Only that traveling is good which reveals to me the value of home and enables me to enjoy it better.
It takes a man of genius to travel in his own country, in his native village; to make any progress between his door and his gate.
When you are starting away, leaving your more familiar fields, for a little adventure like a walk, you look at every object with a traveler’s, or at least with historical, eyes; you pause on the first bridge, where an ordinary walk hardly commences, and begin to observe and moralize like a traveler. It is worth the while to see your native village thus sometimes, as if you were a traveler passing through it, commenting on your neighbors as strangers.
A man must generally get away some hundreds or thousands of miles from home before he can be said to begin his travels. Why not begin his travels at home? Would he have to go far or look very closely to discover novelties? The traveler who, in this sense, pursues his travels at home, has the advantage at any rate of a long residence in the country to make his observations correct and profitable. Now the American goes to England, while the Englishman comes to America, in order to describe the country.
There would be this advantage in traveling in your own country, even in your own neighborhood, that you would be so thoroughly prepared to understand what you saw you would make fewer traveler’s mistakes.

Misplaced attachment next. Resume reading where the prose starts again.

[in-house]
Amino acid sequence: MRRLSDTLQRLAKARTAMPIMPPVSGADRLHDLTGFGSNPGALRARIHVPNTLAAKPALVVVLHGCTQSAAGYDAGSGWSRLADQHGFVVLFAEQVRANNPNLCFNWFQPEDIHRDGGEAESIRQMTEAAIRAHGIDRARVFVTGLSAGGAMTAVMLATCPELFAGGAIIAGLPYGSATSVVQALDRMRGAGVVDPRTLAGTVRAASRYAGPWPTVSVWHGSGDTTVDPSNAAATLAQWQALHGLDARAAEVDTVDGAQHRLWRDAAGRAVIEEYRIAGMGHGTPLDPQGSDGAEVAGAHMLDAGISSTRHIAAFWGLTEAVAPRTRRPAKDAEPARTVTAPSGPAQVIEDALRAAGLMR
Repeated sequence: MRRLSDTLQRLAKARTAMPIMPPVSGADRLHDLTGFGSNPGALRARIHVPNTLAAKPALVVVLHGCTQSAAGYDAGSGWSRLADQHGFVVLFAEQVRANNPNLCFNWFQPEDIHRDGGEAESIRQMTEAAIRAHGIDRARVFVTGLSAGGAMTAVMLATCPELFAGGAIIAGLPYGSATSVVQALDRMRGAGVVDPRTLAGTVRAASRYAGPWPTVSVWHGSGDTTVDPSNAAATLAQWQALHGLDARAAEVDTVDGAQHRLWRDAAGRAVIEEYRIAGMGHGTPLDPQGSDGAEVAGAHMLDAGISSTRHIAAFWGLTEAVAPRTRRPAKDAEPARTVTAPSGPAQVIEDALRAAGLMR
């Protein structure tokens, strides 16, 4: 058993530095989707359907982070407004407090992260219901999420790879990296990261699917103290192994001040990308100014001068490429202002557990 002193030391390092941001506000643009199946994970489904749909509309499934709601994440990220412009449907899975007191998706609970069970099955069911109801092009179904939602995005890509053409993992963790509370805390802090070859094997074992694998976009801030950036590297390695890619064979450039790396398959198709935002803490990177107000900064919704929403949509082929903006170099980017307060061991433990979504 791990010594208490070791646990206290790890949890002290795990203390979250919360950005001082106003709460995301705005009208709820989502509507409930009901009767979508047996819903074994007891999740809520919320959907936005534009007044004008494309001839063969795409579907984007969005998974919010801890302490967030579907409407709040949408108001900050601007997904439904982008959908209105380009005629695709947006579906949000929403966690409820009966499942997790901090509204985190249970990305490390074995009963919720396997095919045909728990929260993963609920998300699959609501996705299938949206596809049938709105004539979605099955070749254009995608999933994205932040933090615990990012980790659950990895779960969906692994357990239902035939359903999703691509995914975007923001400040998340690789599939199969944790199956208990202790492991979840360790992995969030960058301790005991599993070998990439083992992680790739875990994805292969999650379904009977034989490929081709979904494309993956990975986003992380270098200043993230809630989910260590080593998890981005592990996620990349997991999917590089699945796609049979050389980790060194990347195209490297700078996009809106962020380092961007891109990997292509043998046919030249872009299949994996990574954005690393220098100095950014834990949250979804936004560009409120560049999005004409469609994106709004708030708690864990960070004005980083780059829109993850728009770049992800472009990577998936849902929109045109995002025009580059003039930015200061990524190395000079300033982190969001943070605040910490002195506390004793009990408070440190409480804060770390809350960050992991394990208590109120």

If a man is rich and strong anywhere, it must be on his native soil. Here I have been these forty years learning the language of these fields that I may the better express myself. If I should travel to the prairies, I should much less understand them, and my past life would serve me but ill to describe them. Many a weed here stands for more of life to me than the big trees of California would if I should go there. We need only travel enough to give our intellects an airing.
When it was proposed to me to go abroad, rub oft some rust, and better my condition in a worldly sense, I fear lest my life will lose some of its homeliness. If these fields and streams and woods, the phenomena of nature here, and the simple occupations of the inhabitants should cease to interest and inspire me, no culture or wealth would atone for the loss.
I cannot but regard it as a kindness in those who have the steering of me that, by the want of pecuniary wealth, I have been nailed dawn to this my native region so long and steadily, and made to study and love this spot of earth more and more. What would signify in comparison a thin and diffused love and knowledge of the whole earth instead, got by wandering? The traveler’s is but a barren and comfortless condition. Wealth will not buy a man a home in nature-house nor farm there. The man of business does not by his business earn a residence in nature, but is denaturalized rather.
I want nothing new, if I can have but a tithe of the old secured to me. I will spurn all wealth beside. Think of the consummate folly of attempting to go away from here! When the constant endeavor should be to get nearer and nearer here!
Roads are made for horses and men of business. I do not travel in them much comparatively, because I am not in a hurry to get to any tavern, or grocery, or livery stable, or depot to which they lead.